Civil Rights Commission Pushes for Power to Take Justice Department to Court

The Commission on Civil Rights today approved a motion asking Congress to essentially allow it to take the Justice Department to court if it refuses to enforce the commission's subpoenas and other "lawful requests" pertaining to a lawsuit against the New Black Panther Party.

In a heated, often unruly meeting where tempers flared, most of the eight-member, conservative-heavy commission accused the Justice Department of failing to enforce the voting rights law in a race-neutral way in the case of the black panthers.

Video: Commission on Civil Rights Meeting.Play

The Bush administration filed a voter intimidation lawsuit against three members of the New Black Panther Party in January 2009, alleging that they intimidated voters outside a polling place in Philadelphia in November 2008 by hurling racial slurs.

Videos circulating on the Internet showed a man holding a baton outside a polling station.

But the Obama administration dropped the lawsuit in May against all members save Malik Zulu Shabazz, who was accused of yielding the baton, saying that it couldn't find any evidence and claims by voters that they were intimidated.

"The department concluded that the allegations in the complaint against Jerry Jackson, the other defendant present at the polling place, as well as the allegations against the national New Black Panther Party and its leader, Malik Zulu Shabazz, did not have sufficient evidentiary support," Assistant Attorney General Thomas Perez told the Commission in May. "The Department reviewed the totality of the evidence in the applicable law in reaching these decisions."

But conservative members of the commission say they want more evidence from the Justice Department, especially because a former trial attorney at the DOJ, J. Christian Adams, testified in July that the agency repeatedly showed "hostility" against cases like those involving the New Black Panther Party.

"The section doesn't want to protect white voters," Adams claimed of the DOJ's civil rights division.

The commission, which has been investigating the case since June 2009, claims it needs to hear from Chris Coates, head of the voting section of DOJ's Civil Rights Division.

But the department has yet to respond to a request by the commission for him to testify. Perez, the assistant attorney general who wasn't part of the initial investigation and joined the department in October, told Chairman Gerald A. Reynolds in a letter that Coates, who is is now working at the U.S. Attorney's office for the district of South Carolina, would not be an "appropriate witness," leading the commission's conservative members to cry foul.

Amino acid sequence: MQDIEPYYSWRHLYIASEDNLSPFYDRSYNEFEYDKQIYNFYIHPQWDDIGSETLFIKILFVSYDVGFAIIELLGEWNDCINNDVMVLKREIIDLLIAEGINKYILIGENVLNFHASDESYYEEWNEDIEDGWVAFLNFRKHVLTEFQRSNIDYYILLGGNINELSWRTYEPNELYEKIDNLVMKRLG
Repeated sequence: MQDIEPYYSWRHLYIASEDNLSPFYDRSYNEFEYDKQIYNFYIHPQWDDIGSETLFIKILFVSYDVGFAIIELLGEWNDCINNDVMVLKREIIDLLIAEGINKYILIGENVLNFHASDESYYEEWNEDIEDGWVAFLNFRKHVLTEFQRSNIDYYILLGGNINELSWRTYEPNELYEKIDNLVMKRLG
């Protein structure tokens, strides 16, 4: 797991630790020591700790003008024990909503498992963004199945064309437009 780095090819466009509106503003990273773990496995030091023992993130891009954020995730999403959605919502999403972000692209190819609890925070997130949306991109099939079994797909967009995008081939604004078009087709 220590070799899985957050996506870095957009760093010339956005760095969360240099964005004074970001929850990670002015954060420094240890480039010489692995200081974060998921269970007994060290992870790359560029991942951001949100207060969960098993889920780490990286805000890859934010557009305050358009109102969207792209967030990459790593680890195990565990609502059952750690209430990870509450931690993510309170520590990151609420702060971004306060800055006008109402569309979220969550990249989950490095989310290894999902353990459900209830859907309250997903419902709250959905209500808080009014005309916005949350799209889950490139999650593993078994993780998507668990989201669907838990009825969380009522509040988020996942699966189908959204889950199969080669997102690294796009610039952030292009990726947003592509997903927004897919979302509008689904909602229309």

Justice Department Under Fire for New Black Panther Party Case

Commissioner Todd Gaziano said Coates' testimony would be crucial to gauge whether "there is hostility against neutral enforcement of civil rights laws and specific instructions from Obama political appointees to enforce the voting rights laws in race-conscience ways."

"It's rather dumbfounding to me that he [Perez] doesn't acknowledge those statements and he continues to refuse to allow Chris Coates to testify," Gaziano added.

Commissioner Peter Kirsanow today called the refusal "stonewalling" and an "abomination of civil rights law," and urged members of Congress to give the commission the authority to take the issue to a federal court.

But the handful of DOJ supporters on the commission say the investigation is being exaggerated for political gains.

"We are not uniquely victimized here," Commissioner Abigail Thernstrom, a Republican, said of the panel.

Thernstrom and Democratic Commissioners Michael Yaki and Arlan D. Melendez were the three who voted against today's motion and have sided with the Justice Department.

In fiery comments, Yaki argued that the Justice Department's policy has been consistent with what the Bush administration had done and the commission's investigation was merely a "partisan duck out" by those who have "an axe to grind against the Obama administration."

"I think it's purely tainted by partisan politics plaguing this investigation," Yaki told ABC News. "There's a lot of smoke being created but there's no fire."

There are two Democrats, two independents and four Republicans on the commission.

The New Black Panther Party, having been cleared of all the charges, has taken up a new fight – against conservative radio host Glenn Beck. Shabazz told Mediaite's Tommy Christopher that the New Black Panther Party will directly oppose the march Beck has planned for Aug. 28 at the Lincoln Memorial in Washington, D.C.

"Since the Tea Party loves Glenn Beck and will be there, the New Black Panther Party can easily find the Tea Party, right with Glenn Beck. He can bring his Tea Party, and we'll bring our party, and we'll see Glenn Beck," Shabazz said.